Bob Price’s three-part series of interviews with the heads of B.C.’s Interior universities concludes with TRU’s Dr. Brett Fairbairn.
Imagine a university where you can learn to be a lawyer, nurse, truck driver, or carpenter. Those are among the vast array of educational opportunities at Thompson Rivers University in Kamloops.
Created in 2005 when the University College of The Cariboo amalgamated with the B.C. Open University, TRU has grown to 33,000 students, including some 17,000 enrolled online. As of 2011, TRU is also British Columbia’s newest law school.
Dr. Brett Fairbairn is the President & Vice-Chancellor of TRU, moving to Kamloops from the University of Saskatchewan where he served as Provost and Academic VP.
Bob Price: Coming from one of Canada’s largest and most distinguished post-secondary institutions, what’s the biggest difference you’ve noticed at TRU?
Dr. Fairbairn: There are both differences and similarities. Among the similarities is the fact that both institutions are closely connected to their communities. Thompson Rivers is also a young school while the [University of Saskatchewan] in Saskatoon has been around since 1907. Here at TRU, there is growth, dynamism, people are open to change, and what may be the biggest thing is a can-do attitude that comes with that.
Bob Price: Thompson Rivers certainly breaks traditional university norms by offering trades training. Is that an advantage?
Dr. Fairbairn: It is an advantage. Certainly we are unique in that we embrace all the educational needs in the region. From trades, to law, to a Master’s Degree in nursing, we offer everything people need to realize their potential. There are also other ways we are distinctive; about half our students are online. As well, one third of our in-person students are international and 10% are Indigenous. The way I sum it up is diversity. We are inclusive with many different ways of studying.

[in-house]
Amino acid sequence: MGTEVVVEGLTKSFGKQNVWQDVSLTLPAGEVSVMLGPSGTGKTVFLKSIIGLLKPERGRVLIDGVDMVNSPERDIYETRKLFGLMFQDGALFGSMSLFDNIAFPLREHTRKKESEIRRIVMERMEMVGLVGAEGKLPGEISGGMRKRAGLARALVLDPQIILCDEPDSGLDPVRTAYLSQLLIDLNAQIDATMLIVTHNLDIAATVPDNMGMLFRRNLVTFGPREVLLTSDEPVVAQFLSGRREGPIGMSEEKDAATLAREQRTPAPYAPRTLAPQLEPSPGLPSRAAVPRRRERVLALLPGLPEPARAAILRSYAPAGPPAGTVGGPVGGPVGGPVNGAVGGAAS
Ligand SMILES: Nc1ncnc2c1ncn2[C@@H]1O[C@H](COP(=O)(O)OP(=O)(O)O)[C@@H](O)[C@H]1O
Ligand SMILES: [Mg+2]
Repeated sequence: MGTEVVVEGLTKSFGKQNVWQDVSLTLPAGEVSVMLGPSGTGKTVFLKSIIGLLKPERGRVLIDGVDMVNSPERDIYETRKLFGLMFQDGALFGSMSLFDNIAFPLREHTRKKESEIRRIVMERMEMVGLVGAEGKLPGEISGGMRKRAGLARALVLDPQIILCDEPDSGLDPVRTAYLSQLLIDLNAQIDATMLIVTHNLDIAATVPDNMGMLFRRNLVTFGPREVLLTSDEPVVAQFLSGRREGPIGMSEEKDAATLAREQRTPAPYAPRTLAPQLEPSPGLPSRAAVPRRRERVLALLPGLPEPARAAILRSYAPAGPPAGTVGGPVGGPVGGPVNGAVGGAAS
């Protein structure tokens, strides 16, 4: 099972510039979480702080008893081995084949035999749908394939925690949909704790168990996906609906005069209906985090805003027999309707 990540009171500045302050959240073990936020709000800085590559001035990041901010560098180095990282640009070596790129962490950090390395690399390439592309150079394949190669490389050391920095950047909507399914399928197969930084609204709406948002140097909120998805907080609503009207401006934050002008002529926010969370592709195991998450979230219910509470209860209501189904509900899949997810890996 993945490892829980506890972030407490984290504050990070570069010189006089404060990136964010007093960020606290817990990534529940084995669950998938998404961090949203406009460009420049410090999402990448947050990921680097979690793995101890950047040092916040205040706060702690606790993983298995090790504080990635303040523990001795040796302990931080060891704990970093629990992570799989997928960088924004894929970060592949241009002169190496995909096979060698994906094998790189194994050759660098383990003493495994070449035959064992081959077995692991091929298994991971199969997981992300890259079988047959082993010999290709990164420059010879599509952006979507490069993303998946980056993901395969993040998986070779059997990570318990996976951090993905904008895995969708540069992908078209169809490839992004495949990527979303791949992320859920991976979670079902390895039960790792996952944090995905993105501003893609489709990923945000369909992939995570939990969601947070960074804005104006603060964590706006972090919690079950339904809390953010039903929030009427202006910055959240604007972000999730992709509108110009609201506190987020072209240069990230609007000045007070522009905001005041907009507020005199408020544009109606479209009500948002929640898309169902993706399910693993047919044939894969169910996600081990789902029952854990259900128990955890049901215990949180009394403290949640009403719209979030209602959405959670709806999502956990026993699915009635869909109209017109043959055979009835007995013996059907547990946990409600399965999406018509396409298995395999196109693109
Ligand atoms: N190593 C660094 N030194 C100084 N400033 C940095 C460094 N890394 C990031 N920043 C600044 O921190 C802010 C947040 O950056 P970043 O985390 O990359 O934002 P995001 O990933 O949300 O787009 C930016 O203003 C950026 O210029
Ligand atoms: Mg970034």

Bob Price: Why should potential students from Vancouver or Victoria consider Thompson Rivers University?
Dr. Fairbairn: We actually draw a large number of students from outside the Kamloops region. There are many paths to succeed here, and you aren’t alone. We have excellent support services including mental health and counselling, to students tutoring students. We have a really supportive environment for students to succeed.
Bob Price: TRU recently launched a 10-year planning process called Envision which invites public input. What are you hearing so far?
Dr. Fairbairn: I think of this as a conversation. We started with as close to a blank sheet of paper as we could get – and just asked everyone internally and externally about the most important things to keep in mind in terms of TRU’s future.
We’ve had something like 2,500 people participate, and I think what I’ve seen and heard is the importance of values. So that we are committed to the success of students, to sustainability, to indigenization, and to growing our research.
Bob Price: So the future of TRU will include even more course selection and research?
Dr. Fairbairn: Absolutely! We are growing as a research university and what I’m looking for is research that fits our mandate, fits our region, and fits with what we’re good at.
Bob Price: How do you feel about the current state of post-secondary education in Canada?
Dr. Fairbairn: We are certainly seeing increased scrutiny of post-secondary education – and that makes sense to me. Since I was a university student, post-secondary learning has gone from an option to a necessity. The government of B.C. has estimated that 80% of new jobs in B.C. will require post-secondary training. Universities are no longer an option for many people but rather essential. With that comes greater scrutiny.
Bob Price: And given that critical role of universities, my final question is whether post-secondary education should be free?
Dr. Fairbairn: That’s an interesting question. It’s both a philosophical and a practical question. I would love it if we could charge zero tuition fees. But I don’t see any realistic future in which that is attainable. And I say that as I look at public sector finances. I look at the challenges facing taxpayers and I just don’t see where the money would come from to make the system free. I believe a better way to go is to think about inclusion and to think about targeting those who face financial barriers and assisting them specifically.
Bob Price is a veteran B.C. broadcaster who anchored the morning news on CHNL radio in Kamloops for the past 30 years. Bob is also a past Webster Award winner whose previous stops included Vancouver and Calgary.